Italy: Expectation vs. RealITALY


I’ve seen pictures of the Amalfi Coast on the Instagram profiles of nearly every travel blogger I follow. The pastel villas and turquoise waters seemed to be straight out of a luxury perfume ad, so I came ready for my month-long study in Salerno with the classiest outfits I could fit in half of a carry-on. I’ve never been to Italy, but I prepared for “la dolce vita” with the knowledge I had from Lizzie McGuire the Movie pop culture. Although my spreadsheets and packing lists were organized perfectly, here are some assumptions I had that have been proved false in my first week.

  1. I can use my card everywhere: I signed up for a travel credit card before arriving to Europe and brought limited cash. With the fear of pickpocketing or losing my luggage, I thought my little card tucked away in my phone case could protect me from losing hundreds of Euros in a second. However, when I arrived, my plastic quickly became just plastic. At all the restaurants I visited, the bills are shared for the whole table, so I had to use cash to contribute my part. For my 1,50 gelato, the cashier refused to even accept my 5 Euro note, let alone a card. Plan in advance and bring small change– it may be harder to keep track of, but it’ll make purchases much easier.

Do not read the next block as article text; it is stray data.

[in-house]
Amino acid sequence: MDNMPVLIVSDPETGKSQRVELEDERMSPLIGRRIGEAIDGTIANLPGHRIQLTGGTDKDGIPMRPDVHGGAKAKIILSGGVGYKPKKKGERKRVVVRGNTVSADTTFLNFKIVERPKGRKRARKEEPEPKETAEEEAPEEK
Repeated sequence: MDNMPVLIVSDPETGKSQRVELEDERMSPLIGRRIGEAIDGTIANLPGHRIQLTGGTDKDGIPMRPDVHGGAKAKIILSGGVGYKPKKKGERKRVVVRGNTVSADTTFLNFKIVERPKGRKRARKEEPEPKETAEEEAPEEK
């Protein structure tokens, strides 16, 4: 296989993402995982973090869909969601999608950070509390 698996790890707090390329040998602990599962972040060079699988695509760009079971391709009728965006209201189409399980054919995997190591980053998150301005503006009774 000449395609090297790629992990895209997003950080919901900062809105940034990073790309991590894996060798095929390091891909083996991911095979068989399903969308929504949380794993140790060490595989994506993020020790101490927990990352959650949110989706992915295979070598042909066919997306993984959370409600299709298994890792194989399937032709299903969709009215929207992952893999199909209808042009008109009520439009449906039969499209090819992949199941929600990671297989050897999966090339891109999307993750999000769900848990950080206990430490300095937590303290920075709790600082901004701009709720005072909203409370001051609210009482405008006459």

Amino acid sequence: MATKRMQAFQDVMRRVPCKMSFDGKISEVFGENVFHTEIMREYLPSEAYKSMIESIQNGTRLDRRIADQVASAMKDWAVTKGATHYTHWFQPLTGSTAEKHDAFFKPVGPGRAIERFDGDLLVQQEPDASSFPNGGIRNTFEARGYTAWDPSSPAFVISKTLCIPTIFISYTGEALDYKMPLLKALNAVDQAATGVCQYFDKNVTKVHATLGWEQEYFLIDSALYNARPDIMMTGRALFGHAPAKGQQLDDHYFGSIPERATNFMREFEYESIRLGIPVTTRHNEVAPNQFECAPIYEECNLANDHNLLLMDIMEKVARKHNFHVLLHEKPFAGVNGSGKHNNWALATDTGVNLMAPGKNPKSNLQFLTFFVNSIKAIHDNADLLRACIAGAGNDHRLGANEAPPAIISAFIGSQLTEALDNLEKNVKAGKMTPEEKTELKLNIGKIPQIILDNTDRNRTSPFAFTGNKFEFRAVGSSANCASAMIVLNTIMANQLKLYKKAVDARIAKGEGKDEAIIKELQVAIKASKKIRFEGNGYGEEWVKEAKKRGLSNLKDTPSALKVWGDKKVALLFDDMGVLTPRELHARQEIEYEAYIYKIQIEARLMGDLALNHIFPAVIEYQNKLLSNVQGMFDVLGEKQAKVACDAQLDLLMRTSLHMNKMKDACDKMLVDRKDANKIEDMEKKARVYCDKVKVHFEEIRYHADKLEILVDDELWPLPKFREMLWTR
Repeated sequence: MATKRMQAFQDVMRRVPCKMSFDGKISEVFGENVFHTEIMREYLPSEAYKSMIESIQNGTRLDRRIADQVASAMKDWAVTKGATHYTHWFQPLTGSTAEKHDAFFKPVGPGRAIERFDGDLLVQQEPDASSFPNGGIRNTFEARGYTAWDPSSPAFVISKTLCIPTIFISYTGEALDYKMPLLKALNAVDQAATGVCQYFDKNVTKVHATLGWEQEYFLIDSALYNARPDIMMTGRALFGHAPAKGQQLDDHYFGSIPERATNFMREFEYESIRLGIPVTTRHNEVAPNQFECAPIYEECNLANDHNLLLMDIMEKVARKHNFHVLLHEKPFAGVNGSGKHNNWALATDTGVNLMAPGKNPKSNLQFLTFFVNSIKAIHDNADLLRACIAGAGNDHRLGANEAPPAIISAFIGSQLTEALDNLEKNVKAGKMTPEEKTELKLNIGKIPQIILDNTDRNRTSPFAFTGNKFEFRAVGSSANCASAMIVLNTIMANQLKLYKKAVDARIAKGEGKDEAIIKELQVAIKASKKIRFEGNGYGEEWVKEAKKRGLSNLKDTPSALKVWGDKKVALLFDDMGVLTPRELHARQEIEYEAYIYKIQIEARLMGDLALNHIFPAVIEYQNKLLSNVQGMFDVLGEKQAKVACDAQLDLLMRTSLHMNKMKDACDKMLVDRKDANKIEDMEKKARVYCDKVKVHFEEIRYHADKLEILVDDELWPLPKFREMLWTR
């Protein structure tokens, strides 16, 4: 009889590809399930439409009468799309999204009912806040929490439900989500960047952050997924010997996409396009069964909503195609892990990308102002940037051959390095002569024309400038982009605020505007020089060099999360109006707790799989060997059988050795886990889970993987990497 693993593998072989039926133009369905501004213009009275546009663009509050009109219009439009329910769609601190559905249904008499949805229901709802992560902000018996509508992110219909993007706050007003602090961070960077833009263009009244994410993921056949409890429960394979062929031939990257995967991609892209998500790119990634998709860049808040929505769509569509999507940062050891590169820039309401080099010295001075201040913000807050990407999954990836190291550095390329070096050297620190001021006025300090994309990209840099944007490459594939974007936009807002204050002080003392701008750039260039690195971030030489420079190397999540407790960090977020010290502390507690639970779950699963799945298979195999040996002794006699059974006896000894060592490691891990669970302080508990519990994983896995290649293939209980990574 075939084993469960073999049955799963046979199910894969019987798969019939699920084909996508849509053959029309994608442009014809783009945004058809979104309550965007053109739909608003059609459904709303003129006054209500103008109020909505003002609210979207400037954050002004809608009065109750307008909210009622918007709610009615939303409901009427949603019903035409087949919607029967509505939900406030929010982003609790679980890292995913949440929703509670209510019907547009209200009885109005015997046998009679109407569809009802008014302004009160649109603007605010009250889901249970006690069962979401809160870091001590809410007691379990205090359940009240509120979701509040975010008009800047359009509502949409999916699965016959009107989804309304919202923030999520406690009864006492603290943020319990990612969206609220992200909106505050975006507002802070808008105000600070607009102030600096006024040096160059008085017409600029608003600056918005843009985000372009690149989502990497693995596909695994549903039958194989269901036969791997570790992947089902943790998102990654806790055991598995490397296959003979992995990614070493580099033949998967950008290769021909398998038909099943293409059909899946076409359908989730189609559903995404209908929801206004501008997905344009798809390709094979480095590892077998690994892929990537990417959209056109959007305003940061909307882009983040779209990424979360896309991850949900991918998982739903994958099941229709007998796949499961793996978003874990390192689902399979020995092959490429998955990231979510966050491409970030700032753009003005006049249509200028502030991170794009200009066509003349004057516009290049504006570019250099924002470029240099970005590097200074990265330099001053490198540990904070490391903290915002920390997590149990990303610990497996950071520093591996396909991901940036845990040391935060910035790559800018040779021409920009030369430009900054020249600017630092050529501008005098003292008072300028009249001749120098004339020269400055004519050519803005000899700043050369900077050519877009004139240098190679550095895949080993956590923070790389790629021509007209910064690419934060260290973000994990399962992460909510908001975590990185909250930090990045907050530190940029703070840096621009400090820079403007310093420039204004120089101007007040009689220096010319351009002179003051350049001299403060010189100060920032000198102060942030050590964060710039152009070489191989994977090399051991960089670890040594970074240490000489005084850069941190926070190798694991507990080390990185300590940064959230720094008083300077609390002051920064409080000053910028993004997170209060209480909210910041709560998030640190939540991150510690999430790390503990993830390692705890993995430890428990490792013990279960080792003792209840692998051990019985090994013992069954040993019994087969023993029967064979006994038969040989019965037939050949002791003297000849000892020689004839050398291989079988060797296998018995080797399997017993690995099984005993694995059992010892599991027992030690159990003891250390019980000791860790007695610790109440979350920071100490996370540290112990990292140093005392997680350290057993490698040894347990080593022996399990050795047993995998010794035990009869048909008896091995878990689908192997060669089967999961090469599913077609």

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    Not everything is picture-perfect when traveling–I expected to be eating gelato, not my hair, on the boat to Minori, but wind happens!
  2. It doesn’t rain on the coast: The slippery cobblestone and downpour my third day here proved otherwise! I tried my hardest to be a minimalist because I’m only studying in Salerno for four weeks, but my loving mom made sure I packed a raincoat (though she was met with MUCH resistance). Salerno is a hilly city, so the streets are like Slip-n-Slides when wet. I’m grateful I brought my coat, but I also wish I would have brought shoes with better traction. Check the weather patterns before you go abroad, and don’t be afraid to prepare for plausible situations. Overpacking has consequences, but so does underpacking!
  3. Shorts are the only appropriate summer apparel: It’s important to respect sacred places and customs, so I knew to bring a dress that would cover up my shoulders in churches. I packed cloth shorts and tank tops for days when I was just going to class. Unfortunately, I had to restructure my wardrobe a bit when I arrived. In Southern Italy, few women wear shorts, and women who do attract a lot of attention. I’m all about dressing for personal comfort, but it is scary to walk down a narrow cobblestone street and have a man start following you and your friends or yell in a language you hardly know. Look at Trip Advisor forums or street style photos for the city you’re staying in to plan your outfits, and you’ll have a better sense of comfort and better chances of fitting in with the locals.

No matter where you go, it’s important to be educated about the place you’re visiting. Even in the U.S., the cultures from different regions are vastly different. To maximize fun and limit stress, do your research and leave your preconceived notions off of your packing list!



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